Cormac froze. That was right—he’d had plans for tonight. Plans that hadn’t involved a scruffy young cat. Shaking his head, he joined Lucy in the bedroom, wrapping his arms around her stomach. Ruby had done exactly as he asked, and more. Candles waited to be lit all around the room, and soft red rose petals were sprinkled all over the crisp white bedding. She’d even twisted one of his towels into a swan shape and left a couple of mints on the pillows. Probably trying to be funny.

Lucy leaned back against him and let out a long sigh. “When did you do this?”

He kissed the side of Lucy’s neck. “Do you like it?”

She turned in his arms and tilted her head up. Her lips tasted like sweetness and magic. Cormac’s arms tightened around his wife’s waist, pulling her closer. She fit perfectly against him as he let out a sigh, and he began to back her up toward the bed.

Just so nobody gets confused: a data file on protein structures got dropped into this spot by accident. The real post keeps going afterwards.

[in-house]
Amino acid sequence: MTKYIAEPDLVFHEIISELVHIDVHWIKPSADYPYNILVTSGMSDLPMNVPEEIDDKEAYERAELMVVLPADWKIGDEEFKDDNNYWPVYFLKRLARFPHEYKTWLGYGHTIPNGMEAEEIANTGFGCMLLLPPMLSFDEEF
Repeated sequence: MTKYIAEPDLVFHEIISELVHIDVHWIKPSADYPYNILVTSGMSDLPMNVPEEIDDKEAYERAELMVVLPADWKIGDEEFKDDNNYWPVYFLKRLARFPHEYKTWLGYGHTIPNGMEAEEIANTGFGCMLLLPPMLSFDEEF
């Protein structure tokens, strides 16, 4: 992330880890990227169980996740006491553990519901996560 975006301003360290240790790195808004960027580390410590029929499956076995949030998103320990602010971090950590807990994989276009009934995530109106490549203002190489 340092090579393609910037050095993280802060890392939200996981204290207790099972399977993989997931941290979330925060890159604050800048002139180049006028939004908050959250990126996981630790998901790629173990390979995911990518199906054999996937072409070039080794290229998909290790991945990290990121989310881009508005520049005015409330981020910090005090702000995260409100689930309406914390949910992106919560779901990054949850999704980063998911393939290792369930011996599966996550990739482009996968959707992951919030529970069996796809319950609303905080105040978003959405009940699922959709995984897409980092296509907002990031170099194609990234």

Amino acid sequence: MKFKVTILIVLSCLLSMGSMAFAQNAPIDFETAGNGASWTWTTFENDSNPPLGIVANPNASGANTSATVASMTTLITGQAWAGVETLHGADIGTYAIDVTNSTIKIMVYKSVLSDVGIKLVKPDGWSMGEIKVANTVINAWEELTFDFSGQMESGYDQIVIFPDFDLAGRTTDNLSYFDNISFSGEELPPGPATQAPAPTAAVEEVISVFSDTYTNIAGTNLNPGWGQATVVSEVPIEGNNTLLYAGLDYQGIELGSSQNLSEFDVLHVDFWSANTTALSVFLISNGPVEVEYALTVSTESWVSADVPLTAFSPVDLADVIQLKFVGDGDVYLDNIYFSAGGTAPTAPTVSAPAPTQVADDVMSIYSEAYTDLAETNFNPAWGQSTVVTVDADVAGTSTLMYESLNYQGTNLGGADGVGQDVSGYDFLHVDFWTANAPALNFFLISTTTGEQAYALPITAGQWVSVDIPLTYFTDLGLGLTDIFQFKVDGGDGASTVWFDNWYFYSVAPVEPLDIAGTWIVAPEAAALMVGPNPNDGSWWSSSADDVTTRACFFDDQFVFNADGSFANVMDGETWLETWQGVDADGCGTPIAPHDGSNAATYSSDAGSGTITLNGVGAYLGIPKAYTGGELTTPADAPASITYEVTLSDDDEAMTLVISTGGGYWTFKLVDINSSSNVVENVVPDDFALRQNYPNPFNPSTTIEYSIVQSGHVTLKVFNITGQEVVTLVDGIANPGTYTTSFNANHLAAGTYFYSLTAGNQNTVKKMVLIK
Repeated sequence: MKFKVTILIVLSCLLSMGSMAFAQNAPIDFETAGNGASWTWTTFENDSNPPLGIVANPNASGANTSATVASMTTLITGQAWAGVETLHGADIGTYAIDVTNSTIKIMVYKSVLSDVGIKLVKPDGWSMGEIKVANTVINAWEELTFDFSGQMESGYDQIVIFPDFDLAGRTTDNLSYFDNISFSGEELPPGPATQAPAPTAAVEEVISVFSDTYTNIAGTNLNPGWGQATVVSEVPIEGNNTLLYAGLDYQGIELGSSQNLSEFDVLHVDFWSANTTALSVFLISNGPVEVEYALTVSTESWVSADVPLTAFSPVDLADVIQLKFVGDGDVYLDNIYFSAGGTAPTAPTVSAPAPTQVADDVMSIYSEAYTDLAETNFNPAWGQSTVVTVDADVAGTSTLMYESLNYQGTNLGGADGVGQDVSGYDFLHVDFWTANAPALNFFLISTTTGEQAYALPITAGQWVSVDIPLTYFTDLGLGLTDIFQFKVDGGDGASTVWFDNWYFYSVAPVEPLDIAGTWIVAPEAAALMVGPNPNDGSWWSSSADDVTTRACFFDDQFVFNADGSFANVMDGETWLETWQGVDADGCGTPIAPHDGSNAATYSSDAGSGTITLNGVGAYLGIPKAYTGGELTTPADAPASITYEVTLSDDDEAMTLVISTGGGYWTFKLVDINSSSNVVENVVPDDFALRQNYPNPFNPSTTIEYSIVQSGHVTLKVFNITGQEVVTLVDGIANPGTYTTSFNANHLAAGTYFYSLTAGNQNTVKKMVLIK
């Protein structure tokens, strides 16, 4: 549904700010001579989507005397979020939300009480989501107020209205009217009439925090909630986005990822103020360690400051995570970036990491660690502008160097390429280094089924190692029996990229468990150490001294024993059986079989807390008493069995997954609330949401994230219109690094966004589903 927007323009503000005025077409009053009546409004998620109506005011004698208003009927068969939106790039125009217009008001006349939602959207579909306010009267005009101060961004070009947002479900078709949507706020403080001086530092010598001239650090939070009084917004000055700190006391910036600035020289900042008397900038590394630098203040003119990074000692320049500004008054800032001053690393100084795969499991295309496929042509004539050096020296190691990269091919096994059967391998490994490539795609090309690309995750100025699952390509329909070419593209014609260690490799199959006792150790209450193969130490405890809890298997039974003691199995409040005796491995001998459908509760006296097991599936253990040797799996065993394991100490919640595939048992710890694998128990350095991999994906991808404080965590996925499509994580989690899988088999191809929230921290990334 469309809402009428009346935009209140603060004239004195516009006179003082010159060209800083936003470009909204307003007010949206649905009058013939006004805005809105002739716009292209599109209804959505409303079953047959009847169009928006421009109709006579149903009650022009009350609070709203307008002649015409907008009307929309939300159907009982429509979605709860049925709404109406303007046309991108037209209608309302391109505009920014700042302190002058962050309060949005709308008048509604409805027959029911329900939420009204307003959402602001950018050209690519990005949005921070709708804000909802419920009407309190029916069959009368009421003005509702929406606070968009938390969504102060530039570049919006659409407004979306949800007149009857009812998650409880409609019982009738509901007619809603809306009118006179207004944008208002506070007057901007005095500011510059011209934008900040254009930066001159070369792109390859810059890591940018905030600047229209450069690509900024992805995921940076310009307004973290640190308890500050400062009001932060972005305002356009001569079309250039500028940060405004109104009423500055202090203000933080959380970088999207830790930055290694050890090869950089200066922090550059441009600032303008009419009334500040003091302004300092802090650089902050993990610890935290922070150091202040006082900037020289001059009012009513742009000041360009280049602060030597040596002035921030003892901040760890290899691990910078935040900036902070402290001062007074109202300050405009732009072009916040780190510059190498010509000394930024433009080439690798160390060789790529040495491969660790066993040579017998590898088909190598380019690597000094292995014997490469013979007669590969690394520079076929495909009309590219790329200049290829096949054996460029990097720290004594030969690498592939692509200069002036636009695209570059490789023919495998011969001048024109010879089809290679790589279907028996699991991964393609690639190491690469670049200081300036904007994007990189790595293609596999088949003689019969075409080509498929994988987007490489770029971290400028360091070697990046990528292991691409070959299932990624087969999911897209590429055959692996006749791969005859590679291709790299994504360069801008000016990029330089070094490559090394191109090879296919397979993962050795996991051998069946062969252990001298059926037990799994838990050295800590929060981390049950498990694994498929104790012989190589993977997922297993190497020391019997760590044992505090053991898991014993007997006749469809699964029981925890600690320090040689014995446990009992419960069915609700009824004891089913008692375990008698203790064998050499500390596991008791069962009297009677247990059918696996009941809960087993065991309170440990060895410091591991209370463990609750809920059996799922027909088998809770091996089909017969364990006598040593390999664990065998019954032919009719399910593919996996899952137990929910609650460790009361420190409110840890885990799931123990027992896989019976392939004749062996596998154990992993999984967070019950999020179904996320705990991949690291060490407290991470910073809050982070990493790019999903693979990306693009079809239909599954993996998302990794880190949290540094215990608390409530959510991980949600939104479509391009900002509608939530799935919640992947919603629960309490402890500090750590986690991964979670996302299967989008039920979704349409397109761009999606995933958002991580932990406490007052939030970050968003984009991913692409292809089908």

When her legs hit the mattress, Lucy pulled away. Her hands curled into the lapels of his tuxedo jacket, and she stared at his throat. A wrinkle appeared between her brows.

Cormac used his curled finger to tilt her chin up. “You okay?”

“I’m sorry,” she said, shaking her head, “I keep thinking about the cat.”

Cormac pulled her close, resting his chin on top of her head. “Yeah. Me too.”

“What if its mom doesn’t come back?”

He checked his watch. “Let’s give it an hour. We’ll go back down, and if the mother isn’t there, we’ll bring the kitten up.”

“Okay,” Lucy said. After a pause, she added, “Would you mind undoing my buttons?”

She turned and lifted her hair out of the way, and Cormac started working on the row of tiny buttons all the way down her spine. Throughout the day, from the moment he’d seen her in the dress, he’d imagined exactly this moment. The brush of his fingers against her warm, soft skin. The slow revealing of her spine. The soft curves that belonged only to him.